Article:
AchieveMint Review: It literally pays to get fit


Social media and fitness have increasingly been forging a partnership, and now a new San-Francisco based start-up has come up with a way to make social fitness pay – rewards based on the healthy behaviours that you demonstrate within your fitness apps.
For the readers who love their health and fitness, AchieveMint could be the perfect company for you.
So what exactly does AchieveMint do? The company aggregates a vast array of data from your fitness, health and social apps, and scans then looking for signs that you have been healthy. So popular fitness apps like RunKeeper, Fitbit and MapMyFitness all feature, alongside regular social media apps like Twitter, Facebook, Vine and Instagram.
So lets say you are living in the UK and it is a Saturday morning. You go for a jog and you log it with MapMyRun, combined with your activity tracker to deliver better accuracy around calories burned and other key fitness metrics. Having completed your run, you share it on Facebook using the social plugin. Later that day, you go food shopping and you check in to say Whole Foods on FourSquare. That evening you cook a healthy dinner and you tweet a picture of it to the world and share it on Instagram. These are all behaviours that social fitness fans are doing – perhaps not all in the same day – but they are common behaviours.
AchieveMint is able to track all of this healthy behaviour, and it turns it in to points. The points lead to rewards, whereby 1,000 points equates to $1. You can spend these points on sporting merchandise or even turn them into cash. Naturally though, AchieveMint will push you towards the merchandise, which provides a nice advertising opportunity for the big sports brands.  




You don’t even need to be a fitness and health nut to take advantage. In the typical Silicon Valley way, AchieveMint’s CEO Mikki Nasch is showcasing an evangelical social outlook. He wants his company to reward not only those who’re striving to hit a new level of fitness, but also those who are ‘doing good’. Therefore, the company have worked to find a whole bunch of activities that could be considered “either healthy or good for wellness in general”. Therefore checking in to the church or tweeting pictures of your day at the beach both count.
The company is right to look at health in its wider perspective, because naturally health is about more than just slogging yourself on the pavements of your local town or city. Health is a broader equation, taking in fitness, diet and general wellbeing. For Nasch, health is a ‘holistic thing’.


AchieveMint wants you to use the crowd for inspiration too. They feel that a vibrant community platform can help them to inspire people to greater heights in their quest to be healthier. In essence, you’re crowdsourcing a fitness instructer, which is a new take on what social fitness can achieve. On a very simple level, they feel that the service can encourage people to think differently and make better choices, whether it is as simple as walking one stop further in the morning to catch the tube, or to extend the example further, walking up the escalator rather than being carried up it. It’s all about moving subconscious decisions into the forefront and getting people to think about ways that they can help themselves, having being inspired by the crowd.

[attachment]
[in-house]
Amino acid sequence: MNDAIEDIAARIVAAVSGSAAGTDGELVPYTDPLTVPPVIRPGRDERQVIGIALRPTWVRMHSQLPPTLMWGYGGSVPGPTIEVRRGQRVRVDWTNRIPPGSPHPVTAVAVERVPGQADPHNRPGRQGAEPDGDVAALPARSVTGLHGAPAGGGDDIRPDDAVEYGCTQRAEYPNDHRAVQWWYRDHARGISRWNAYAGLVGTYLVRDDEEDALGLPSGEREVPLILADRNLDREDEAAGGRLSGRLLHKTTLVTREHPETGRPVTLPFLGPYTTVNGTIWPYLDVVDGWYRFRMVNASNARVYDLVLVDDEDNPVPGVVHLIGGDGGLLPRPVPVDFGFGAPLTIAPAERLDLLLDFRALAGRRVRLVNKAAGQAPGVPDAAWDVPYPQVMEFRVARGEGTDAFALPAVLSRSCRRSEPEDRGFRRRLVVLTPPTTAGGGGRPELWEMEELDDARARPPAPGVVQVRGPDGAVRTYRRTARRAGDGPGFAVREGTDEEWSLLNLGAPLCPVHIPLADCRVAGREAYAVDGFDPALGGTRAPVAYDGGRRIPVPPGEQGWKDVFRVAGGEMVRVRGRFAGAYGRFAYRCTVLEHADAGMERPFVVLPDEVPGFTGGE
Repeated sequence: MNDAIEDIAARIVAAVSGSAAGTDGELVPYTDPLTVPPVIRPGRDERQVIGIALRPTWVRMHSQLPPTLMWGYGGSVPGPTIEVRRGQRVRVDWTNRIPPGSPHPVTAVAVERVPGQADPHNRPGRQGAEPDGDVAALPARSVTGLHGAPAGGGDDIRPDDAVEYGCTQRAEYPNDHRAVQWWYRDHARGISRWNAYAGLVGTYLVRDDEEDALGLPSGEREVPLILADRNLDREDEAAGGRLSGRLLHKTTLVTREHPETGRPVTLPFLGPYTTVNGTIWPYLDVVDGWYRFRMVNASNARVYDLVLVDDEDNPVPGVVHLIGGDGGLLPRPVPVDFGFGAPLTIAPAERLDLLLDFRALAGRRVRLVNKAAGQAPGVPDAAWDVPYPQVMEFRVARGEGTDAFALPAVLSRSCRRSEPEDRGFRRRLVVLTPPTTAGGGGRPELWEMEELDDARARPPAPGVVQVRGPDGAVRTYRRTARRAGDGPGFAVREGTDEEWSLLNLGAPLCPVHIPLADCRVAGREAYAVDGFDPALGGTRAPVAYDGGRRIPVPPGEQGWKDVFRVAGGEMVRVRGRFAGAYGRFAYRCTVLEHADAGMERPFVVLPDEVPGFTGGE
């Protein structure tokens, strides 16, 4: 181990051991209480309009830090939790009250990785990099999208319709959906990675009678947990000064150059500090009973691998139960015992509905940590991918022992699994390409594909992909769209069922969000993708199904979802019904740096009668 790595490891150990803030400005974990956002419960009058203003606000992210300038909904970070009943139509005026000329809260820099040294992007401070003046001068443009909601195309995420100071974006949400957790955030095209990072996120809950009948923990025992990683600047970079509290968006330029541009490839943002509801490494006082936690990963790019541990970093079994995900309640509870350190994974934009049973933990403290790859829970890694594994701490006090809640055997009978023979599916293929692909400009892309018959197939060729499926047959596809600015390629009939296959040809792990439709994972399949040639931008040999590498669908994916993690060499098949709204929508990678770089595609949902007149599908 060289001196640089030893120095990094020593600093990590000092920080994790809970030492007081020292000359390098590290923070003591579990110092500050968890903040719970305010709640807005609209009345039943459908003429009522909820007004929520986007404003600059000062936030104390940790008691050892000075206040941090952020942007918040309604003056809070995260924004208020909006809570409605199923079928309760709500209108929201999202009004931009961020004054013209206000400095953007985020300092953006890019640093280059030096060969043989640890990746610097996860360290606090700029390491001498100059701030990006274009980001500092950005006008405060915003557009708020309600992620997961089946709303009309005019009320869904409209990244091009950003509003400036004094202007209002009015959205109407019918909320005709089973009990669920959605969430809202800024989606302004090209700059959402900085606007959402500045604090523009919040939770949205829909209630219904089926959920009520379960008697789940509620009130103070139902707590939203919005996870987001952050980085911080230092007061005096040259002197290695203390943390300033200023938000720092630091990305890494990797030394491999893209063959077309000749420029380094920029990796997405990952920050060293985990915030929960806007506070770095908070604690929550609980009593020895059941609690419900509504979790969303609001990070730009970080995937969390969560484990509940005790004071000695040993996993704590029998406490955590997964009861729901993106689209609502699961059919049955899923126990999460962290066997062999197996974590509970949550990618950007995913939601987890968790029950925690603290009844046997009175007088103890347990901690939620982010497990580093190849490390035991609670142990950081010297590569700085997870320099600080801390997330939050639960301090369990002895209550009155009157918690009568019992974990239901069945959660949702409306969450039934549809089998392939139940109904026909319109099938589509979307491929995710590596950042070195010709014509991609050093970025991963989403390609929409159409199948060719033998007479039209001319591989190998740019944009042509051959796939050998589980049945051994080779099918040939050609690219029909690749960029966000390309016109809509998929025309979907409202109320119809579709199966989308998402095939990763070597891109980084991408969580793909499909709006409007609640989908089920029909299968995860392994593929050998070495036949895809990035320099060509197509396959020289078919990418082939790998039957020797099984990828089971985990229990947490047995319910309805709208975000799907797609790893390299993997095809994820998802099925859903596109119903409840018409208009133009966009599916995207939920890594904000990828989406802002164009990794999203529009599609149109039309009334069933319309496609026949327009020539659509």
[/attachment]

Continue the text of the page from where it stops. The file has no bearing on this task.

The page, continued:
So where is AchieveMint up to at the moment? Having launched last January, they have already secured 80,000 memberships. The app has so far being limited to the USA, although the penetration seems to be quite wide across the states and is not limited to the company’s home state of California.


Ready to get paid to get fit?

Getting paid to get fit and healthier sounds like most health nuts wildest dream, but for a new company it all sounds unsustainable. Great for you and me, but surely AchieveMint must be leaning heavily on some understanding Venture Capitalists?

In reality the money will come from selling your data. They feel that they are accessing a vast array of new data which has never been available before. In the age of ‘big data’, there is sure to be a customer for that, from big ad agencies right through to the brands that directly operate in this space. There’s also sponsors, from teams to companies, who have a vested interest in keeping their employees healthy.


Trying AchieveMint Out

If you’re ready to give it a go, then you will end up seeing a screen a little like the one below. It’s obviously pretty clear that the big points are to be made from doing the real healthy stuff and not just talking about it on social media. A decent run could be good for 300-400 points, so really keen runners could be picking up 3000-4000 points a month from that alone.




Probably the biggest problem in all of this is the need to be continually using different social apps to fill the world in on your life. I’m more of a tweet reader than a tweeter, and my FourSquare has about 3 check-ins ever. My main fitness app at the moment is also Nike+, meaning that i am limited as to what i can do with AchieveMint, as that app is not yet integrated.


Would rewards like this make a difference to the way that you behave and encourage you to be more active and”healthy” in your daily life? Share your thoughts in the comments.

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